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Thursday, March 12

Nine day fortnight welcomed by Green Party

The Green Party is pleased the Government is committed to funding five hours’ pay at the minimum wage as part of the 'nine day fortnight', but retains some concerns.

"We welcome today's announcement and the speed with which progress is being made, as workers are losing their jobs on a daily basis," Green Party Employment Spokesperson Sue Bradford said today.

"The Greens hope this scheme will mean many more jobs will be kept than would have otherwise been possible, and that workers who face reduced hours will not face such a large drop in weekly income as they would have otherwise."

However, the Green Party does have several ongoing concerns which it hopes the Government will address in the near future, Ms Bradford said.

"We trust that any reduction of hours will not be forced on any employer or group of workers. It is essential that any agreement is organised with the full consent of all parties involved.

"We are also aware that while most of the current three and four-day weeks are being negotiated in the manufacturing sector, retail workers are also suffering a large number of job losses and reduction in hours.

"We welcome assurances in the House today that the scheme will be extended to the retail sector. We also encourage the Government to extend the scheme to smaller workplaces."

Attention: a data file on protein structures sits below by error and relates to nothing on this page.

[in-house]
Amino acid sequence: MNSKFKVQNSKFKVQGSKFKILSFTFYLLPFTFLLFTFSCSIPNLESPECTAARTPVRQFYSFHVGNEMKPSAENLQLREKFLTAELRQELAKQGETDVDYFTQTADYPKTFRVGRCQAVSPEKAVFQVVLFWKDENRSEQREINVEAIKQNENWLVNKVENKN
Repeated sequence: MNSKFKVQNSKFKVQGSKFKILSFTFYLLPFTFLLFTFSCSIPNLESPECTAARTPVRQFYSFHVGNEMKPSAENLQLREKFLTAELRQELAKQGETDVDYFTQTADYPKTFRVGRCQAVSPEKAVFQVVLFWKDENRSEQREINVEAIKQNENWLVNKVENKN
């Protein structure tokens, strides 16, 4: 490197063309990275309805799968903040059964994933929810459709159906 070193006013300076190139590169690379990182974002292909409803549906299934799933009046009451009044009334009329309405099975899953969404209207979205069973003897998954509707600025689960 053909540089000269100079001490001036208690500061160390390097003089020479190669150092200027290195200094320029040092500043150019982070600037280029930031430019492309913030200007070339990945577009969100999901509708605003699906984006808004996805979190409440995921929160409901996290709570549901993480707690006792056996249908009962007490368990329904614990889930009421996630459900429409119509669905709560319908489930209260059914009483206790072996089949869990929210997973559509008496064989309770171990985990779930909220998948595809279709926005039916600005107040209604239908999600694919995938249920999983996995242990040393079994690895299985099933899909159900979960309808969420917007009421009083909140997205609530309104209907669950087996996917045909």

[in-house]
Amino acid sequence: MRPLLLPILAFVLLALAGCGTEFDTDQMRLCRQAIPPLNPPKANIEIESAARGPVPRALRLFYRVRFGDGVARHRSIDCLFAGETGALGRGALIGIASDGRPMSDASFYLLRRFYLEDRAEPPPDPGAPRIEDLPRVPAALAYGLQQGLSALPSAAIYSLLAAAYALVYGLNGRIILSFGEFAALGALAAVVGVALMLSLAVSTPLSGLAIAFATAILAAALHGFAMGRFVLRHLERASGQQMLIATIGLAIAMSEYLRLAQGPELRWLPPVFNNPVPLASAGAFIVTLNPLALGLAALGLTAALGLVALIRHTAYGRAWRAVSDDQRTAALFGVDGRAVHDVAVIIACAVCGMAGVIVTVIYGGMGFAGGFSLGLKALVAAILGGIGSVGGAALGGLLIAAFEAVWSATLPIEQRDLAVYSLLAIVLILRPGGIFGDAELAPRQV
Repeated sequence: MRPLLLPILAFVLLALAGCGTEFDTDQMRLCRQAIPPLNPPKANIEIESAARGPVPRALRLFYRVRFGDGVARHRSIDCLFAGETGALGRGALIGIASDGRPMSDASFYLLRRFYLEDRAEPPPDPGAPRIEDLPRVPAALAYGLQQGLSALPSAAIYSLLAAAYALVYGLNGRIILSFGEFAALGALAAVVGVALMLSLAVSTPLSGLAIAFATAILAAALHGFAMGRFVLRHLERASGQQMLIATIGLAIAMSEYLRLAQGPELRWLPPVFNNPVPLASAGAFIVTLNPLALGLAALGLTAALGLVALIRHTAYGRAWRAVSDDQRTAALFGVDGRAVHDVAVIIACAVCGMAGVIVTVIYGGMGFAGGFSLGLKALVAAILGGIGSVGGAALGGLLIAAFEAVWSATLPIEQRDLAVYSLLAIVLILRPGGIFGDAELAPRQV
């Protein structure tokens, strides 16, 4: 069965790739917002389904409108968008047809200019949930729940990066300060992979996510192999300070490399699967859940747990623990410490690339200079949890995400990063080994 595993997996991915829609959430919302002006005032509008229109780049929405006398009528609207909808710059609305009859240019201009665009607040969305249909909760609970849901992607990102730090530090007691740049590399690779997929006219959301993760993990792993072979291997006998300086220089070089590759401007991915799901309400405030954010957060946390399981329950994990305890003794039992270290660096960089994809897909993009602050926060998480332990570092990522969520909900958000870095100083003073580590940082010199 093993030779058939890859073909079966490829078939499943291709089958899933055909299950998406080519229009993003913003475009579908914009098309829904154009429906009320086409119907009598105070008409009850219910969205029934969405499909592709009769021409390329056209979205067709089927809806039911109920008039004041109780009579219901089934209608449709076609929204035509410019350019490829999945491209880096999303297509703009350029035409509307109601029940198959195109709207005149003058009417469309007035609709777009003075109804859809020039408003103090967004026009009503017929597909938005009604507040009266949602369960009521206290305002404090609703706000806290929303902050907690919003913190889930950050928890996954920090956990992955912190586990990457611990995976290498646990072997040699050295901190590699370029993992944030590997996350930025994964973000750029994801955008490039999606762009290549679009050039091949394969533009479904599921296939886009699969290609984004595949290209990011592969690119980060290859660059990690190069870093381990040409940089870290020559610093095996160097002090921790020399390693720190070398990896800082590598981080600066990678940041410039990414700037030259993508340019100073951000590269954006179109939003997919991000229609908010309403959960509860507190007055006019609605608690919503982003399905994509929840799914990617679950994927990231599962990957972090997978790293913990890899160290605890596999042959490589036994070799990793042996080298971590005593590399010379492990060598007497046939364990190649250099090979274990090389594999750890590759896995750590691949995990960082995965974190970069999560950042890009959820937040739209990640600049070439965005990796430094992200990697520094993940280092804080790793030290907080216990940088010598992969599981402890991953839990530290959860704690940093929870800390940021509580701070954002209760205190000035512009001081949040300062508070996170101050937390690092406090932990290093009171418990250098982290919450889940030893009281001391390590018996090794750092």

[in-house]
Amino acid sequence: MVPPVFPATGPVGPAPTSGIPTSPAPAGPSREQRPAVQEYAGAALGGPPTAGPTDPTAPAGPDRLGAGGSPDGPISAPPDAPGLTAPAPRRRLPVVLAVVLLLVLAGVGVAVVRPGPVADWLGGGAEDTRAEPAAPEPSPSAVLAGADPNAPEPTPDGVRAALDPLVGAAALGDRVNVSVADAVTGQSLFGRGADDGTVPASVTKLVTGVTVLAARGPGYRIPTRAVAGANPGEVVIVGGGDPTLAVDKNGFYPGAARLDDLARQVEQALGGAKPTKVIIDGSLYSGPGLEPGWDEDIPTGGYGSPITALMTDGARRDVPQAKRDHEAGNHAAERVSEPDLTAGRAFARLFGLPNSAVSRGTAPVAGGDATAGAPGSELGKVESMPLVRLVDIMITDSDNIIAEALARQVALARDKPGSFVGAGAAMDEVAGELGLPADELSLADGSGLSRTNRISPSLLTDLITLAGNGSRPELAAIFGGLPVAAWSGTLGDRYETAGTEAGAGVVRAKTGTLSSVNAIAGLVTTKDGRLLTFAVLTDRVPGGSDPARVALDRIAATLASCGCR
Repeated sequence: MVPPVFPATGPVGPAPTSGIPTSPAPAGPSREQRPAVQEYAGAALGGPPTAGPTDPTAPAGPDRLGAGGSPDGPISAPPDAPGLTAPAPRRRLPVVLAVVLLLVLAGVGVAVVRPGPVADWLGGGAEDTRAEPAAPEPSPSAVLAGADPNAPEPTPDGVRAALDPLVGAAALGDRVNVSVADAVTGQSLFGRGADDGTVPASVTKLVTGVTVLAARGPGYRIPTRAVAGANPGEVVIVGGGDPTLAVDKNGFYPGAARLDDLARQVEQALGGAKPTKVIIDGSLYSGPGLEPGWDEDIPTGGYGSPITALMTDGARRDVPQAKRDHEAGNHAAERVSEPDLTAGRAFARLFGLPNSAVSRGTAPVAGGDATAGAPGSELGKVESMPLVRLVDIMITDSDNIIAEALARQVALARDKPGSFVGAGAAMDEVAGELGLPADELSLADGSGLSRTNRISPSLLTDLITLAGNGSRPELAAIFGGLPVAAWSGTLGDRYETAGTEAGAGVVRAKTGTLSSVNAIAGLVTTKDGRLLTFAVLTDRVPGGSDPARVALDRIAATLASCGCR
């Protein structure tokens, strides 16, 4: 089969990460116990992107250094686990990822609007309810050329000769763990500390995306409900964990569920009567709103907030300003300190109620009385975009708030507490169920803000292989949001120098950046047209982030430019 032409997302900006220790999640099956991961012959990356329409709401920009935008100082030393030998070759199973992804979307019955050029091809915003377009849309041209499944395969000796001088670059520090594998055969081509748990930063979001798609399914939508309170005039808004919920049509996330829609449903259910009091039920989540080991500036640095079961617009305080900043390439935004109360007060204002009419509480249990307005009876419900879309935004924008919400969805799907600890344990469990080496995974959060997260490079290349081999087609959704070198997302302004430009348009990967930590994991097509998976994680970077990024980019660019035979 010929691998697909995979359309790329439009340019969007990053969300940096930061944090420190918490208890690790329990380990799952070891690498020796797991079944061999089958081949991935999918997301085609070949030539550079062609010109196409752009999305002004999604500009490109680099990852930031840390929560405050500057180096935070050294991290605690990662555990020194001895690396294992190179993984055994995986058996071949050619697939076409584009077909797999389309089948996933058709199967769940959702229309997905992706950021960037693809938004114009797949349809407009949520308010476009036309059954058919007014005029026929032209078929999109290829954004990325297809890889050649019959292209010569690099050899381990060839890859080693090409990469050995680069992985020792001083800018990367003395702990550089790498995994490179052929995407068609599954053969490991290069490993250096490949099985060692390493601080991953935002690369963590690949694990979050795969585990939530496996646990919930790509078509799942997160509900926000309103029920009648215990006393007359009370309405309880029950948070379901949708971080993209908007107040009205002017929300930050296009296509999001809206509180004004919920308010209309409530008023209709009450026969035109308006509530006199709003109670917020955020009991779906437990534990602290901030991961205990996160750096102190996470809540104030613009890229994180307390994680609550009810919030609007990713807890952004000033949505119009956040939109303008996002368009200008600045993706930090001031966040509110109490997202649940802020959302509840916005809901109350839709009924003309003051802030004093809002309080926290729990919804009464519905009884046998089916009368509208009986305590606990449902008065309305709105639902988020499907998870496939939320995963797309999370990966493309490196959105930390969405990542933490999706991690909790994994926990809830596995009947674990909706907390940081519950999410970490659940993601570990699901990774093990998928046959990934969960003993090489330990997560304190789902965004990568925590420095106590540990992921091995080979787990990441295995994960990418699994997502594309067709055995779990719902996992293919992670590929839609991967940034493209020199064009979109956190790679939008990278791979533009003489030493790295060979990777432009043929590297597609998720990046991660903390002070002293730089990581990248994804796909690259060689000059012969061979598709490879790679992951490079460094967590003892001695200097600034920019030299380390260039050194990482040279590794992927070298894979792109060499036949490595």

Statistics New Zealand figures (from its December 2008 quarterly employment survey) show the retail sector provides one eighth of the employment in New Zealand’s economy.

"The 82,300 fulltime and 75,000 part time workers in this retail sector tend to be very low paid – with an average wage of $16.82 an hour – compared to an average of $24.33 an hour for all industries," Ms Bradford said.

"This means any cut in wages could bite that much deeper.

"How well this scheme is worked out and implemented over the next few weeks is going to be critical for employees and employers alike, and we certainly hope the best results will be achieved.

"We also hope that the loss of the training component from this scheme won’t mean that employers and government will renege on all possible efforts to support staff with training or retraining opportunities despite workplace insecurity."

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